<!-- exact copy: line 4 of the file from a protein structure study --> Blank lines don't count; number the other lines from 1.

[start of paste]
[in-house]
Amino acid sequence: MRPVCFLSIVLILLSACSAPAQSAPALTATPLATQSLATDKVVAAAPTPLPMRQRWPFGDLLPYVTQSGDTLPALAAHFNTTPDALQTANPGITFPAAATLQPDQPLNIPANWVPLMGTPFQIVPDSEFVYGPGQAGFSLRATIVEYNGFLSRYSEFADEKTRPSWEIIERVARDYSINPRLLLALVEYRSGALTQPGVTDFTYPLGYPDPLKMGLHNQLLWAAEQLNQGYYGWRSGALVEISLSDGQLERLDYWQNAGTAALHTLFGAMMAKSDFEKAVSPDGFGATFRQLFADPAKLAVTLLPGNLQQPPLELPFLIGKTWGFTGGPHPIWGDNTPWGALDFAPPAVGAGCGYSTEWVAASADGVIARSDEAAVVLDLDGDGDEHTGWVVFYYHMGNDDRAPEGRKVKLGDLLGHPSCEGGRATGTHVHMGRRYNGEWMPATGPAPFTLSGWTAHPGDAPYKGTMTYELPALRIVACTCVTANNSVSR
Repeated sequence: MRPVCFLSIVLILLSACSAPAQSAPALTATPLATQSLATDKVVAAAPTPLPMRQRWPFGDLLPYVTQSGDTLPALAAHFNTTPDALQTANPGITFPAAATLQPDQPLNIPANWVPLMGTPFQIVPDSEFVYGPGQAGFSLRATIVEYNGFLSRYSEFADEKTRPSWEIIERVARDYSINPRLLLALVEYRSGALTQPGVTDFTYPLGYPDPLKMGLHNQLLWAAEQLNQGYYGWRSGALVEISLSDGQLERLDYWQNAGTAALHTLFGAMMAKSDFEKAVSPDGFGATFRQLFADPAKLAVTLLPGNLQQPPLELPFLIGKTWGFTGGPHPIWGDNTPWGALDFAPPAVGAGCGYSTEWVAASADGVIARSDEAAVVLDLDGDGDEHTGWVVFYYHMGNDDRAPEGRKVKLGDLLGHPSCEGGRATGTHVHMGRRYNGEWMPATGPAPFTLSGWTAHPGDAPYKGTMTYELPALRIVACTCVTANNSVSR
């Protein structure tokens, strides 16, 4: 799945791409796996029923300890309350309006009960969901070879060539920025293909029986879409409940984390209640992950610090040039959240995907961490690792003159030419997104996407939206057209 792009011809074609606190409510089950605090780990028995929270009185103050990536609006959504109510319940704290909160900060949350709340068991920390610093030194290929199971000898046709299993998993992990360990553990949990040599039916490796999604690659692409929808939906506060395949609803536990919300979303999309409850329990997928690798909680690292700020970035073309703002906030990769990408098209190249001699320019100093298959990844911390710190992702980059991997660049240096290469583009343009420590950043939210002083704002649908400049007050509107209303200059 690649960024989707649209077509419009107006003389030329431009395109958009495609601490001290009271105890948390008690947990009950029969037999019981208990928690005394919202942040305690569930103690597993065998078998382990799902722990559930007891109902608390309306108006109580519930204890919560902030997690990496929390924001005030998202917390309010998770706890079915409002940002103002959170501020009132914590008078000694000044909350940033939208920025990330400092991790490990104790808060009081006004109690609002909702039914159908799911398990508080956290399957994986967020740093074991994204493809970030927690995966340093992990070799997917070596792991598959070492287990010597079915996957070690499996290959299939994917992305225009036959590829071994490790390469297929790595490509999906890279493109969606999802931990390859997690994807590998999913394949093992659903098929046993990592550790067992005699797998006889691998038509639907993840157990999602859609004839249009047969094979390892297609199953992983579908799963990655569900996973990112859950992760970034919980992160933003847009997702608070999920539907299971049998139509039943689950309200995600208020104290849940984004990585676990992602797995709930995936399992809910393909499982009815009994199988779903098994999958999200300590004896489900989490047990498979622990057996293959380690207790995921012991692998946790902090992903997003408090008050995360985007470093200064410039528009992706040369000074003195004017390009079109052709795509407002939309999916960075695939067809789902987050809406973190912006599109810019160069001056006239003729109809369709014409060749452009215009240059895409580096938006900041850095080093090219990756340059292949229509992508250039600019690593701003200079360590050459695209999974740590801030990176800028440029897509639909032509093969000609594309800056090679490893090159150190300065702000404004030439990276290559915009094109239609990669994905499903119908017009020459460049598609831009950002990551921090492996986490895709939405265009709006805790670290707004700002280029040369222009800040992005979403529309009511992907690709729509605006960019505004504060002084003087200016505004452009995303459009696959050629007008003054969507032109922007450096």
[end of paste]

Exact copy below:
């Protein structure tokens, strides 16, 4: 799945791409796996029923300890309350309006009960969901070879060539920025293909029986879409409940984390209640992950610090040039959240995907961490690792003159030419997104996407939206057209 792009011809074609606190409510089950605090780990028995929270009185103050990536609006959504109510319940704290909160900060949350709340068991920390610093030194290929199971000898046709299993998993992990360990553990949990040599039916490796999604690659692409929808939906506060395949609803536990919300979303999309409850329990997928690798909680690292700020970035073309703002906030990769990408098209190249001699320019100093298959990844911390710190992702980059991997660049240096290469583009343009420590950043939210002083704002649908400049007050509107209303200059 690649960024989707649209077509419009107006003389030329431009395109958009495609601490001290009271105890948390008690947990009950029969037999019981208990928690005394919202942040305690569930103690597993065998078998382990799902722990559930007891109902608390309306108006109580519930204890919560902030997690990496929390924001005030998202917390309010998770706890079915409002940002103002959170501020009132914590008078000694000044909350940033939208920025990330400092991790490990104790808060009081006004109690609002909702039914159908799911398990508080956290399957994986967020740093074991994204493809970030927690995966340093992990070799997917070596792991598959070492287990010597079915996957070690499996290959299939994917992305225009036959590829071994490790390469297929790595490509999906890279493109969606999802931990390859997690994807590998999913394949093992659903098929046993990592550790067992005699797998006889691998038509639907993840157990999602859609004839249009047969094979390892297609199953992983579908799963990655569900996973990112859950992760970034919980992160933003847009997702608070999920539907299971049998139509039943689950309200995600208020104290849940984004990585676990992602797995709930995936399992809910393909499982009815009994199988779903098994999958999200300590004896489900989490047990498979622990057996293959380690207790995921012991692998946790902090992903997003408090008050995360985007470093200064410039528009992706040369000074003195004017390009079109052709795509407002939309999916960075695939067809789902987050809406973190912006599109810019160069001056006239003729109809369709014409060749452009215009240059895409580096938006900041850095080093090219990756340059292949229509992508250039600019690593701003200079360590050459695209999974740590801030990176800028440029897509639909032509093969000609594309800056090679490893090159150190300065702000404004030439990276290559915009094109239609990669994905499903119908017009020459460049598609831009950002990551921090492996986490895709939405265009709006805790670290707004700002280029040369222009800040992005979403529309009511992907690709729509605006960019505004504060002084003087200016505004452009995303459009696959050629007008003054969507032109922007450096």